In a monolithic system, the frontend and backend operations are often tied together in one single architecture.

This means that any customer issues with the frontend system can’t be easily rectified without changing the entire architecture. 

Composable commerce systems, however, can be quickly adapted with plug-and-play components.

You can implement a personalization application to ensure that checkout processes are personalized, for instance.

On top of this, you can use different systems for mobile and PC access, ensuring that the customer experience is as good as possible. 

Additionally, by integrating customer reviews and feedback modules seamlessly into your composable commerce framework, you can gather valuable insights and enhance customer satisfaction.

Moreover, composable commerce allows you to implement effective upselling and cross-selling strategies by seamlessly integrating product recommendations and related items, thereby increasing your average order value and customer engagement. 

This flexibility extends to creating an online store tailored to your brand's unique requirements.

5. Easier business growth


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The modularity of composable commerce also means that it is easier to scale your business.

You can quickly add new features and functionality as you grow, allowing you to effectively respond to increases in traffic, customer retention, or staff teams.

This means that a composable commerce approach will let your systems grow alongside your business. 

How to Implement Composable Commerce

The benefits of composable commerce should be clear for any eCommerce business looking to update its digital architecture, scale up, and deliver excellent customer experiences.

But how can you get started with composable commerce? 

Here are our tips for implementing composable commerce in your business: 

1. Assess your business needs

Making the transition from a traditional, monolithic digital architecture to a composable commerce approach can be challenging.

In order to minimize this difficulty, you should resist the temptation to suddenly adopt composability across your platform. 

Start by identifying the part of your architecture that would benefit the most from a modular approach: think about feedback from customers, scalability requirements, and any clear areas that require improvement.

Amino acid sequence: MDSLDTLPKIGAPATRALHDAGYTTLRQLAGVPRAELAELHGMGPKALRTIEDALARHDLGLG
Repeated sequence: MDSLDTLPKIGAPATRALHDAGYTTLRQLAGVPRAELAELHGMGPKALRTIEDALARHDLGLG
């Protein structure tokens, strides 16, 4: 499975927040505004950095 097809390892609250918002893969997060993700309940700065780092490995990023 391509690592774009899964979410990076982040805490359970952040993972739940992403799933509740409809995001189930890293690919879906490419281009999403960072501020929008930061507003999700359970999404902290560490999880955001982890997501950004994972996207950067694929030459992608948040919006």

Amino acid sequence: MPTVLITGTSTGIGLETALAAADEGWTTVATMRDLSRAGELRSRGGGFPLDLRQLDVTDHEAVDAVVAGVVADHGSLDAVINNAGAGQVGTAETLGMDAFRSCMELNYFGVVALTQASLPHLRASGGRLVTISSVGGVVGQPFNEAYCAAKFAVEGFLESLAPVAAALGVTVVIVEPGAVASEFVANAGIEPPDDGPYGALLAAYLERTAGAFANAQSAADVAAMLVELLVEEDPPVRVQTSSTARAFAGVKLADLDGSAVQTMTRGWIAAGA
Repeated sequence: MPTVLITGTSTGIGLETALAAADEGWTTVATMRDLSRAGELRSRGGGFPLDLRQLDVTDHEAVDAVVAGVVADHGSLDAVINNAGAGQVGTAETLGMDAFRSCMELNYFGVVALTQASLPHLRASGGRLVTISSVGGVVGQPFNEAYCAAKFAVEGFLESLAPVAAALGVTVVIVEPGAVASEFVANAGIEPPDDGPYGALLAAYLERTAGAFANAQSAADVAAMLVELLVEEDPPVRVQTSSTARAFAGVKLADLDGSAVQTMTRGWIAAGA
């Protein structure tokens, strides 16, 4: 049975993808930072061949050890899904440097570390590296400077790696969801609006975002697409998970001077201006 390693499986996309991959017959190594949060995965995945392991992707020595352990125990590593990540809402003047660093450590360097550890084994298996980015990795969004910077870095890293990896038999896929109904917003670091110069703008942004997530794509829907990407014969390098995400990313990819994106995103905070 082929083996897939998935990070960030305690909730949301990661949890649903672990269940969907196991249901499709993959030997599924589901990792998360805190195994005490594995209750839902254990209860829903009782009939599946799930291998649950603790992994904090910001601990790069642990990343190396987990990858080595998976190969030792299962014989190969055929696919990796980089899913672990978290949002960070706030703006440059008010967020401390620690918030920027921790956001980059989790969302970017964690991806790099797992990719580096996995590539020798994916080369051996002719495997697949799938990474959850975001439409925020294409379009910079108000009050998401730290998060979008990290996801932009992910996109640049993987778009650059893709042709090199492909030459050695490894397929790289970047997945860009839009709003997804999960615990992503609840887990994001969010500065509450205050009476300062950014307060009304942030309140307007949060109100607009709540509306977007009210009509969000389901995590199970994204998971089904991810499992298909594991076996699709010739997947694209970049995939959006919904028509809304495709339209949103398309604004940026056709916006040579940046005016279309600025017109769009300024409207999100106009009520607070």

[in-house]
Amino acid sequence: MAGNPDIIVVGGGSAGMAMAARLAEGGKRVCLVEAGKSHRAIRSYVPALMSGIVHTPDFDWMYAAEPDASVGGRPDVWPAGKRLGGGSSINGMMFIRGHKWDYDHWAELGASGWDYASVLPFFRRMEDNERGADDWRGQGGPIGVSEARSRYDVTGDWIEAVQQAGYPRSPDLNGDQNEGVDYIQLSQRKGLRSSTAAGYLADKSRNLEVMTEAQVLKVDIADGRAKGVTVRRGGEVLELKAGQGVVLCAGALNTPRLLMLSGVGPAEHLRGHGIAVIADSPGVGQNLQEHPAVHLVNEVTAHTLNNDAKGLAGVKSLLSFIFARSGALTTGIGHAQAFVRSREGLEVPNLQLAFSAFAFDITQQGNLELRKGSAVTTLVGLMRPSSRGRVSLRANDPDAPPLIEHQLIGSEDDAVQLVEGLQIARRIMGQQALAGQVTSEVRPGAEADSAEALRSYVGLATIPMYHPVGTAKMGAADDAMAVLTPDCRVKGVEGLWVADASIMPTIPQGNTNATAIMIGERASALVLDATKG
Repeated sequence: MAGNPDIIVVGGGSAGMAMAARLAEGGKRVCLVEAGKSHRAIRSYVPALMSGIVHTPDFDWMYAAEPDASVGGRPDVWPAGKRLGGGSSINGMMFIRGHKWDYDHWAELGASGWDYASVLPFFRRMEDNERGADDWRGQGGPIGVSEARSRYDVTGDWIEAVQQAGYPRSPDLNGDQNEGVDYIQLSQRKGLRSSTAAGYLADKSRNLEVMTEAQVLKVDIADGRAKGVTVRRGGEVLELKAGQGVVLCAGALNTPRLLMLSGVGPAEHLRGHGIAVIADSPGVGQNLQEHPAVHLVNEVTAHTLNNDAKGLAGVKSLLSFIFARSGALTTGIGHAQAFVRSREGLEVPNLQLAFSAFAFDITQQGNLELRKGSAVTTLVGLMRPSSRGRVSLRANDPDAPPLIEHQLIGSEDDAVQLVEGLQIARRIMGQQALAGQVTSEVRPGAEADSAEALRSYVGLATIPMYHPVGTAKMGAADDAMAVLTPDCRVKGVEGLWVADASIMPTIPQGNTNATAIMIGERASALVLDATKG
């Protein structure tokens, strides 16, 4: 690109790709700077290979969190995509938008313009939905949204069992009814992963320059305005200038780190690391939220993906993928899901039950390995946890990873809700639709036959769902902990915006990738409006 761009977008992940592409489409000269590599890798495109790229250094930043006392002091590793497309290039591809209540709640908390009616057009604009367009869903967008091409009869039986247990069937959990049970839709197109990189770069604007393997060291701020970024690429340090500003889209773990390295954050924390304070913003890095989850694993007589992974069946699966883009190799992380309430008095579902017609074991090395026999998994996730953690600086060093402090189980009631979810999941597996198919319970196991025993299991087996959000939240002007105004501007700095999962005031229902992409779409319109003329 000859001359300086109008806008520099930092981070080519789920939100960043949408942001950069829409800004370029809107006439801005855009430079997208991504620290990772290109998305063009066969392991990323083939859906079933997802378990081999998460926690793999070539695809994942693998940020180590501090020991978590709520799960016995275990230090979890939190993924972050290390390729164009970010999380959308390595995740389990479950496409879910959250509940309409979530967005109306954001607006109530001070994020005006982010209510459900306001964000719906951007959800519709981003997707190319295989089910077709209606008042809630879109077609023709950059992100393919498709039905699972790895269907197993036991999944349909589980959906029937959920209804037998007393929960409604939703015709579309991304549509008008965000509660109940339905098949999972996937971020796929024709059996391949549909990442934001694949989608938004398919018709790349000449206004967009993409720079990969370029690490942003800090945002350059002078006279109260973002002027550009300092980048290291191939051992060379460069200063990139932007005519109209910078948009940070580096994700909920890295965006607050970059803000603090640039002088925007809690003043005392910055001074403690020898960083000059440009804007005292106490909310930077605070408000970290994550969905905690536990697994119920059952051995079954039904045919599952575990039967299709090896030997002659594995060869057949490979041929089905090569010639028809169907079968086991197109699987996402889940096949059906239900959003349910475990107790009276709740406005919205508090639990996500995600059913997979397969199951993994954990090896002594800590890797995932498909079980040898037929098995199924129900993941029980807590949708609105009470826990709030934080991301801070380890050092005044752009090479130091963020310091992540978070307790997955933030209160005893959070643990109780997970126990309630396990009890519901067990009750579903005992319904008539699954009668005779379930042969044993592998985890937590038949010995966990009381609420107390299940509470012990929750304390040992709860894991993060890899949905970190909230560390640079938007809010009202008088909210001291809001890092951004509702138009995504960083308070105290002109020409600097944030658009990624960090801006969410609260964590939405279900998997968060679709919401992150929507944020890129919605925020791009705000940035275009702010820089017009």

You might want to use probabilistic vs deterministic profiling to assess app performance. 

Once you’ve prioritized the most important operations, you should ensure that your team is ready to transition to composability.

This means that you’ll need to assess their competencies and potentially invest in traininggetting started with composable commerce can be a technically challenging operation at first. 

2. Choose a composable commerce platform

This step isn’t necessary for all companies, as the composable commerce approach can be achieved without a central platform that organizes your tech stack.

However, if you’re getting started with composable commerce for the first time, we recommend that you choose a platform that will help your transition. 


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You’ll want to have a platform that is flexible, easy to set up, and that provides adequate APIs that you can reuse with multiple different modules.

This will mean that you can easily build a composable commerce platform without the inflexibility of a monolithic architecture. 

3. Identify a modular tech stack 

When it comes to ensuring that your composable commerce approach is successful, there’s no getting around building an effective tech stack.

After all, there’s no point getting rid of your legacy system if you don’t replace it with something better. 

You should work back from your identified business needs when identifying microservices, components, and PBCseach aspect of your modular system will need to align perfectly with your business models.

As well as this, you should choose components that work with MACH architecture to ensure that they can be flexible and adaptable. 

4. Expand your modularity and keep adapting 

Although we recommend that you start by implementing composable commerce gradually, the aim should be to expand that modularity so that all of your operations use a composable commerce approach.

This should be a phased migration, and you should optimize your process between different aspects as you learn more about how your systems transition.

If you want to get the most out of composable commerce, you need to view it as a continuous process.

This means that you should keep adapting your modular elements as you experience business growth, allowing you to leverage the adaptability of composable commerce in your favor as you respond to new markets, higher levels of traffic, and industry changes. 

Getting Started with Composable Commerce: The Future of eCommerce


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Composable commerce might only be a few years old, but more and more companies are realizing that it’s the best approach to digital infrastructure in eCommerce.

That’s because it offers greater adaptability, flexibility, and cost efficiency than monolithic architecture. 

If you’re wondering about how to get started with a composable approach, begin by using our tips for implementing a headless architecture, including using a composable commerce solution and identifying software for your tech stack. 

Start freeing yourself from monolithic architectures today!